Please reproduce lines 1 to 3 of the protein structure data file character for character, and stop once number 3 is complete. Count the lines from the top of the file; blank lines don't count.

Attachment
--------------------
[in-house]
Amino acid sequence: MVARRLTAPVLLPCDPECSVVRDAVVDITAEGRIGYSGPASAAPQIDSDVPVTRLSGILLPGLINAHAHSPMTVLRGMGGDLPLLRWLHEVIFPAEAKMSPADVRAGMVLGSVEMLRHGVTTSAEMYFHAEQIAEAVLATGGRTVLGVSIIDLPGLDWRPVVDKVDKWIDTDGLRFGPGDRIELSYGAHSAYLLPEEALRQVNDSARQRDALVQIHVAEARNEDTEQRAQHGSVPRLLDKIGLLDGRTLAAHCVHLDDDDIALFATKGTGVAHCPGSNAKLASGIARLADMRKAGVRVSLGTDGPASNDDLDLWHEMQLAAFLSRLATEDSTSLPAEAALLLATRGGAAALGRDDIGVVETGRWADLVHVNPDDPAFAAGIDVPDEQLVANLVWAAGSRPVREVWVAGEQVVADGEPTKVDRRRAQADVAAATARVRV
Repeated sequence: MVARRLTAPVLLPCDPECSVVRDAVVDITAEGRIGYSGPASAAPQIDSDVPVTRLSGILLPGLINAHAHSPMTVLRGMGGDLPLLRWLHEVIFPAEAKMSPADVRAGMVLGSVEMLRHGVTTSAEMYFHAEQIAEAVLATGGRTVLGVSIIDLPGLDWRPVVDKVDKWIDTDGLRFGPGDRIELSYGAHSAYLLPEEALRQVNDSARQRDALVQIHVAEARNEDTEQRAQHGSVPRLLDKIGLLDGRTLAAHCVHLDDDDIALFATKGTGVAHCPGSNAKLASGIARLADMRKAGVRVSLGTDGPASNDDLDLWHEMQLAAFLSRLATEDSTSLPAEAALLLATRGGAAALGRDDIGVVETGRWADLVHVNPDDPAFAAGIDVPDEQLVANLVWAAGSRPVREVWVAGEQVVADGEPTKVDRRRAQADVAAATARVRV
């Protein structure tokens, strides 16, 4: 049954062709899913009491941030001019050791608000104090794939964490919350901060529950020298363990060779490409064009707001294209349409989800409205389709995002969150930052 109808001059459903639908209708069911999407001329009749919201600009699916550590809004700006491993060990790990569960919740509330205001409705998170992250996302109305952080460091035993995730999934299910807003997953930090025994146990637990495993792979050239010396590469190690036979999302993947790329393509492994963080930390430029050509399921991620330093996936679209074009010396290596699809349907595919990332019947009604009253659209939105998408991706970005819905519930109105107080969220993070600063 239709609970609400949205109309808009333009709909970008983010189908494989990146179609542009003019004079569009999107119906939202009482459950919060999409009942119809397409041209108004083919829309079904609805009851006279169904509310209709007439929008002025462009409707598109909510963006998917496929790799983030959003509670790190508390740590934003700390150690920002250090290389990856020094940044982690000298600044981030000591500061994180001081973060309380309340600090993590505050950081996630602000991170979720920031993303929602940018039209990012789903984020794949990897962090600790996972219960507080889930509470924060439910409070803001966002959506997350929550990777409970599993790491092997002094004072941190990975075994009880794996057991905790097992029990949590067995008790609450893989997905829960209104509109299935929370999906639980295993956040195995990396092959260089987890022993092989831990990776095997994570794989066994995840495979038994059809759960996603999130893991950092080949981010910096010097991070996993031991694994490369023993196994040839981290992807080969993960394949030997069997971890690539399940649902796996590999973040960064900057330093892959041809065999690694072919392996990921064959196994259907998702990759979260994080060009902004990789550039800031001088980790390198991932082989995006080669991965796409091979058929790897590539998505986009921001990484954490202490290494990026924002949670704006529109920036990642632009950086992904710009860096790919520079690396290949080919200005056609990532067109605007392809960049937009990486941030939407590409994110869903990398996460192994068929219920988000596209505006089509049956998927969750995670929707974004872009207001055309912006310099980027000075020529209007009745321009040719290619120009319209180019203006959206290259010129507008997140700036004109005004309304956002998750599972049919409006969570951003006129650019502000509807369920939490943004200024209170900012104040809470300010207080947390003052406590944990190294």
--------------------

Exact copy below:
[in-house]
Amino acid sequence: MVARRLTAPVLLPCDPECSVVRDAVVDITAEGRIGYSGPASAAPQIDSDVPVTRLSGILLPGLINAHAHSPMTVLRGMGGDLPLLRWLHEVIFPAEAKMSPADVRAGMVLGSVEMLRHGVTTSAEMYFHAEQIAEAVLATGGRTVLGVSIIDLPGLDWRPVVDKVDKWIDTDGLRFGPGDRIELSYGAHSAYLLPEEALRQVNDSARQRDALVQIHVAEARNEDTEQRAQHGSVPRLLDKIGLLDGRTLAAHCVHLDDDDIALFATKGTGVAHCPGSNAKLASGIARLADMRKAGVRVSLGTDGPASNDDLDLWHEMQLAAFLSRLATEDSTSLPAEAALLLATRGGAAALGRDDIGVVETGRWADLVHVNPDDPAFAAGIDVPDEQLVANLVWAAGSRPVREVWVAGEQVVADGEPTKVDRRRAQADVAAATARVRV
Repeated sequence: MVARRLTAPVLLPCDPECSVVRDAVVDITAEGRIGYSGPASAAPQIDSDVPVTRLSGILLPGLINAHAHSPMTVLRGMGGDLPLLRWLHEVIFPAEAKMSPADVRAGMVLGSVEMLRHGVTTSAEMYFHAEQIAEAVLATGGRTVLGVSIIDLPGLDWRPVVDKVDKWIDTDGLRFGPGDRIELSYGAHSAYLLPEEALRQVNDSARQRDALVQIHVAEARNEDTEQRAQHGSVPRLLDKIGLLDGRTLAAHCVHLDDDDIALFATKGTGVAHCPGSNAKLASGIARLADMRKAGVRVSLGTDGPASNDDLDLWHEMQLAAFLSRLATEDSTSLPAEAALLLATRGGAAALGRDDIGVVETGRWADLVHVNPDDPAFAAGIDVPDEQLVANLVWAAGSRPVREVWVAGEQVVADGEPTKVDRRRAQADVAAATARVRV